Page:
Best of the Blog 2011 – Materials
Digital manufacturing techniques like 3d printing, laser cutting, and CNC routing are pretty amazing, but they’re only as good as the materials they use. Thankfully we live in a time where research efforts are bringing out new materials all the time. Here’s a round up of some of the best news in materials in 2011, including some giveaways and special deals.
Sugru is every hacker’s favourite silicone rubber material. Here’s a story on how you can use it mold precise flexible parts like a pro. And hey, get in quick and you can win a multi-colour pack of Sugru to play with.
First up, we added 37 new materials to the Ponoko catalogue in 2011. These new additions to our huge range of plastic, metal, ceramic, fiber, and wood options really broadens the scope for what you can make in your Personal Factory.
It’s not just hobbyists having a great time with new 3D printing technologies, the aerospace industry is starting to enjoy the benefits of using lighter and stronger components with organic shapes that would be impossible to fabricate with traditional machining techniques.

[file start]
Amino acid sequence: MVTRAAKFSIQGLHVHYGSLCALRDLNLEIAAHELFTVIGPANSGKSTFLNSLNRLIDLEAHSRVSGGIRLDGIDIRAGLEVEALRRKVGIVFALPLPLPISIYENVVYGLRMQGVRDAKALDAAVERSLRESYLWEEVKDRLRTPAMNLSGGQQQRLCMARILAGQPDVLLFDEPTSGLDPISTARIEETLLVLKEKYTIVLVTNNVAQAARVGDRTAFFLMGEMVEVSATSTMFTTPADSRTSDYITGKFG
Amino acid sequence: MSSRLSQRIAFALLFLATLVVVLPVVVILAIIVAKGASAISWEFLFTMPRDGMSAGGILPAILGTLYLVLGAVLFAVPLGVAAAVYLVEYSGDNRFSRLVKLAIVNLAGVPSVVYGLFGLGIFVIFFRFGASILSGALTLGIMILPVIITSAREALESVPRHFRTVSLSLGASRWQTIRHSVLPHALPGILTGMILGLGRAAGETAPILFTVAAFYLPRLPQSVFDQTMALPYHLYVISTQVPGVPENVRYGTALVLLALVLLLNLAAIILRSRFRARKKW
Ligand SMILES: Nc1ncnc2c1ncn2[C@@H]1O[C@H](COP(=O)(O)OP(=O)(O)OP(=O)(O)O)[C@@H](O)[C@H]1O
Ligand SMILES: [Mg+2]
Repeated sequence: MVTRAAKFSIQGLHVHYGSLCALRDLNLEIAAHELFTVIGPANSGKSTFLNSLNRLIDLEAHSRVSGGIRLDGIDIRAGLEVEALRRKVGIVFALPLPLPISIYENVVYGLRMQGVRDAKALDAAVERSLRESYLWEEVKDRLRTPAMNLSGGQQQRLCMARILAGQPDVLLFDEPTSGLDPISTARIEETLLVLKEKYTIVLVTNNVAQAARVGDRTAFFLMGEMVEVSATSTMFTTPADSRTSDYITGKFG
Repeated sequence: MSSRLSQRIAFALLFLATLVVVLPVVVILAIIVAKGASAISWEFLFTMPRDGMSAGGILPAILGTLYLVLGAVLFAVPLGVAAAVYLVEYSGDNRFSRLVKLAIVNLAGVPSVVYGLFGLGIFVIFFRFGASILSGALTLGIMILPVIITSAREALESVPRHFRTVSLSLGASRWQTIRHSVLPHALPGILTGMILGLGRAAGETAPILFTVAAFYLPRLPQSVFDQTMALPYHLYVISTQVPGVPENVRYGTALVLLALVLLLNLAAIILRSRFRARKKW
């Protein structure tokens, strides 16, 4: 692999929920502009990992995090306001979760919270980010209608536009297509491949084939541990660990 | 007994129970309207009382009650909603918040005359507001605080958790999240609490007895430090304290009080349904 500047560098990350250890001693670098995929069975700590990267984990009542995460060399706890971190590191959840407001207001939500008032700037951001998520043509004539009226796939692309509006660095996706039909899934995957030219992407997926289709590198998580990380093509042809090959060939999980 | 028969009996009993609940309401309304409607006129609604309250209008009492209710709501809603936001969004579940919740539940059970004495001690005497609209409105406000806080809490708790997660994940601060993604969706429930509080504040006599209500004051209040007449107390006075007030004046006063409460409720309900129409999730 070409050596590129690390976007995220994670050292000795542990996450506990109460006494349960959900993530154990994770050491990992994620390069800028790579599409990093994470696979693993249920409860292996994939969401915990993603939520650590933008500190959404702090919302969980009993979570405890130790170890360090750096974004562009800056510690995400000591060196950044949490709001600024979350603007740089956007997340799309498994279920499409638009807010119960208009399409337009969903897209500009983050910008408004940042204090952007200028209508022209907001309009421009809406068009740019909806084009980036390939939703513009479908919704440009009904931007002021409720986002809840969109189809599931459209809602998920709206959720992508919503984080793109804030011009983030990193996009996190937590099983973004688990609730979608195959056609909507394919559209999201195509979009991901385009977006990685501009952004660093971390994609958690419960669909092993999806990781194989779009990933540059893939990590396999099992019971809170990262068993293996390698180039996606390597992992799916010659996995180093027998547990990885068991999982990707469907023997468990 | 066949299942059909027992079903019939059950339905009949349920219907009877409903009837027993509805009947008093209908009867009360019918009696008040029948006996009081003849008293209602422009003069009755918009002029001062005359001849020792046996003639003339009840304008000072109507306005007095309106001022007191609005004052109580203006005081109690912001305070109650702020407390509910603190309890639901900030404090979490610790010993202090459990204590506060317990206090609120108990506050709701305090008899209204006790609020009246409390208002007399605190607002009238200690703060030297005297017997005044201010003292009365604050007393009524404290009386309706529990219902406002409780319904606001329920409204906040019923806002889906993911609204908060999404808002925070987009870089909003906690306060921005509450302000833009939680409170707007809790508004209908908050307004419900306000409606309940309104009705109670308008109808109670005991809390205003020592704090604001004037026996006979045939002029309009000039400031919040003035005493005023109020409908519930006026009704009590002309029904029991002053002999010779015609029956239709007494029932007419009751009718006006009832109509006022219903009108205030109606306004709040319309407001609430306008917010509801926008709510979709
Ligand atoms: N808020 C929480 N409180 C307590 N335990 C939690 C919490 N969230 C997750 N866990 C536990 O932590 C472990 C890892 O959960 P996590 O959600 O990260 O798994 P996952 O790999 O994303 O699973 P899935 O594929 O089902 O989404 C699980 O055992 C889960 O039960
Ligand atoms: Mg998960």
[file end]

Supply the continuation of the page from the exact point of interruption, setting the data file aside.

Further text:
There’s a lot of awesome stuff you can do with even the most humble of materials, like corrogated card, and if you get your design in to your Personal Factory before the end of the month, you can use as much card as you like for free!
If you’re working with some of the thinner materials like card and plastics, why not try playing with these cool curved folding techniques to create beautiful organic forms.
Yes that’s right, it is now possible to print 3D objects with wood, not to mention other unexpected materials like powdered tea, plaster, bone, and salt…
Speaking of wood, back in July Yana wrote a great round-up of some of the diverse applications of laser-cut plywood, from jewellery to furniture to a flat-pack bicycle!
Material science has come a long way in recent times, making it possible to print electronic components such as antennae, memory chips, transistors, even solar cells!
Here’s another new technology that looks like it came straight out of science fiction: dynamic self-assembling 3D objects.
And finally, here’s some proof that the market for home 3D printers is steadily growing: this year online store Fabedashery opened its virtual doors selling nothing but DIY 3D printing materials.